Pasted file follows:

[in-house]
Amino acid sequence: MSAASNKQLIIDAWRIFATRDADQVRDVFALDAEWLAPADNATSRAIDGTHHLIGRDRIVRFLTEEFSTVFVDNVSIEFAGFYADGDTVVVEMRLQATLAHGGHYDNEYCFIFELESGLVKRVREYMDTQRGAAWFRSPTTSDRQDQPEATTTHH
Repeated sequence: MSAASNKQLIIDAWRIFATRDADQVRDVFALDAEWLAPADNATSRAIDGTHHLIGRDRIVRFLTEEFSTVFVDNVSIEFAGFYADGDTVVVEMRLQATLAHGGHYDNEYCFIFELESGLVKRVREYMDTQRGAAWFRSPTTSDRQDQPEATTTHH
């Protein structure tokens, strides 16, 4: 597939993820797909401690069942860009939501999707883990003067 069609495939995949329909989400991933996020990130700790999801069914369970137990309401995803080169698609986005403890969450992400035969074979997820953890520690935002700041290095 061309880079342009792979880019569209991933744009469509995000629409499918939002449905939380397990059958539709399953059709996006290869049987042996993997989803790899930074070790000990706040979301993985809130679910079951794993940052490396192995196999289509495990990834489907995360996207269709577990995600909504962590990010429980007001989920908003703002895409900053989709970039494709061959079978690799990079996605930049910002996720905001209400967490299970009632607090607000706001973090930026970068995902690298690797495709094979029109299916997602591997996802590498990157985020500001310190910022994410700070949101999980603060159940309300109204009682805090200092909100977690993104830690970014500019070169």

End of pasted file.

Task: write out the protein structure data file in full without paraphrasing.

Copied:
[in-house]
Amino acid sequence: MSAASNKQLIIDAWRIFATRDADQVRDVFALDAEWLAPADNATSRAIDGTHHLIGRDRIVRFLTEEFSTVFVDNVSIEFAGFYADGDTVVVEMRLQATLAHGGHYDNEYCFIFELESGLVKRVREYMDTQRGAAWFRSPTTSDRQDQPEATTTHH
Repeated sequence: MSAASNKQLIIDAWRIFATRDADQVRDVFALDAEWLAPADNATSRAIDGTHHLIGRDRIVRFLTEEFSTVFVDNVSIEFAGFYADGDTVVVEMRLQATLAHGGHYDNEYCFIFELESGLVKRVREYMDTQRGAAWFRSPTTSDRQDQPEATTTHH
């Protein structure tokens, strides 16, 4: 597939993820797909401690069942860009939501999707883990003067 069609495939995949329909989400991933996020990130700790999801069914369970137990309401995803080169698609986005403890969450992400035969074979997820953890520690935002700041290095 061309880079342009792979880019569209991933744009469509995000629409499918939002449905939380397990059958539709399953059709996006290869049987042996993997989803790899930074070790000990706040979301993985809130679910079951794993940052490396192995196999289509495990990834489907995360996207269709577990995600909504962590990010429980007001989920908003703002895409900053989709970039494709061959079978690799990079996605930049910002996720905001209400967490299970009632607090607000706001973090930026970068995902690298690797495709094979029109299916997602591997996802590498990157985020500001310190910022994410700070949101999980603060159940309300109204009682805090200092909100977690993104830690970014500019070169």